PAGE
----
• "Settlements Are Part of Israel," U.S. Ambassador David Friedman Says
    U.S. Ambassador to Israel David Friedman told the Hebrew Walla news website on Thursday, "I think the settlements are part of Israel. I think that was always the expectation when [UN] Resolution 242 was adopted in 1967. It remains today the only substantive resolution that was agreed to by everybody. The idea was that Israel would be entitled to secure borders. The existing borders, the 1967 borders, were viewed by everybody as not secure, so Israel would retain a meaningful portion of the West Bank, and it would return that which it didn't need for peace and security."
        "They're only occupying 2% of the West Bank," Friedman said, referring to the built-up area of settlements beyond the Green Line. "There is important nationalistic, historical, religious significance to those settlements, and I think the settlers view themselves as Israelis and Israel views the settlers as Israelis."
        Friedman also said an administration-proposed peace plan likely will go public "within months, but we're not holding ourselves to any hard deadline. We'll try to get it done right, not done fast."  (JTA)
  • Son of Hamas Leader Delivers Plea for Palestinian Human Rights at UN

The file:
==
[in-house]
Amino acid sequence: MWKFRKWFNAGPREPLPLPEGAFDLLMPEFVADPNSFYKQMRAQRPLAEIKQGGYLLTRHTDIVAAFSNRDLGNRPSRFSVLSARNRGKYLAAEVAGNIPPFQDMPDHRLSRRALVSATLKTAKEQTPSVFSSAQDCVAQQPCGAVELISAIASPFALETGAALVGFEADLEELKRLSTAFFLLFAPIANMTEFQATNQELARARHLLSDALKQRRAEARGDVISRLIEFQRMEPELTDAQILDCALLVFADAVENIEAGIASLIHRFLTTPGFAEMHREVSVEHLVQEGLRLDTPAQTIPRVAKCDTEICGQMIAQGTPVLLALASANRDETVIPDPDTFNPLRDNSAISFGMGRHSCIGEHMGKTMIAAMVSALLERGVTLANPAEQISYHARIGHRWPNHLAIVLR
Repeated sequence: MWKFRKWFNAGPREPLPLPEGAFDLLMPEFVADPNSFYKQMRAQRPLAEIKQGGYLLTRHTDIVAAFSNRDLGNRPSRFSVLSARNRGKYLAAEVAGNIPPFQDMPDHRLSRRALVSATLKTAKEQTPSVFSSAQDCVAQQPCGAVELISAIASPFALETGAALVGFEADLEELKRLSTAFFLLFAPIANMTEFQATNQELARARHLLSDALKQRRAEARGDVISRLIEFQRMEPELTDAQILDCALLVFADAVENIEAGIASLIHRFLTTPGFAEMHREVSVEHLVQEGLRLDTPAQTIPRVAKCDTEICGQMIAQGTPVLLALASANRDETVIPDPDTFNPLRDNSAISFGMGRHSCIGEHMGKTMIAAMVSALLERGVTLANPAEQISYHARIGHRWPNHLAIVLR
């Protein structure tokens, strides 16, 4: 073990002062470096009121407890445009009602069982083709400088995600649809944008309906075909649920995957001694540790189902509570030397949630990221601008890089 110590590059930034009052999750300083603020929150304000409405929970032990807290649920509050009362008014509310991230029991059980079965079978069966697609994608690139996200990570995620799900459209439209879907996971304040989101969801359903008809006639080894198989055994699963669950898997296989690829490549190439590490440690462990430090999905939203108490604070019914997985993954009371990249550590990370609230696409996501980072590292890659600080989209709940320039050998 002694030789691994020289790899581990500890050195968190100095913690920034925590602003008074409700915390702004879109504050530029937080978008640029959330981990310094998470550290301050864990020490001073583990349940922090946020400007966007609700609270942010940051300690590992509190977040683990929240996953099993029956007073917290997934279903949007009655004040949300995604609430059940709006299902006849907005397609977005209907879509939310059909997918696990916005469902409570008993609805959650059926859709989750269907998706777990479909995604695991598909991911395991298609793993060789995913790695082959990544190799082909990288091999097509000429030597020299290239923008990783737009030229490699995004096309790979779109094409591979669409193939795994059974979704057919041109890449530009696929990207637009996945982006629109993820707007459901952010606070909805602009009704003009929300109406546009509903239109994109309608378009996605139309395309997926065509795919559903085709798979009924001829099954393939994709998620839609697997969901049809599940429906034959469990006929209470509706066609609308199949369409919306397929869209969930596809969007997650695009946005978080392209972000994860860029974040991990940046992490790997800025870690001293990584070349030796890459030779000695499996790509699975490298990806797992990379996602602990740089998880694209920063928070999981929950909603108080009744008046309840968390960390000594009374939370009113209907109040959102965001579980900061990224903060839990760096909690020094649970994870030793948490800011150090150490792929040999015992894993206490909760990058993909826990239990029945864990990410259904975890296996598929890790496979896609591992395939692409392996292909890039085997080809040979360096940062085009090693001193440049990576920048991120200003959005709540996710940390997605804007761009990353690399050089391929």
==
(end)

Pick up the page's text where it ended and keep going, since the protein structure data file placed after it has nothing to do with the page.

Mosab Hassan Yousef, the son of a Hamas leader, slammed the Palestinian Authority for its human rights abuses at the UN Human Rights Council headquarters in Geneva on Monday. He said the PA and its security forces "kidnap Palestinian students from campus and torture them in your jails. You torture your political rivals. The suffering of the Palestinian people is the outcome of your selfish political interests. You are the greatest enemy of the Palestinian people. If Israel did not exist, you would have no one to blame."
        "Finally, you use this platform to mislead the international community, and to mislead Palestinian society to believe that Israel is responsible for the problems you create."  (UN Watch)
News Resources - Israel and the Mideast:
  • U.S. Jewish Leaders Slam UN Rights Chief over West Bank Blacklist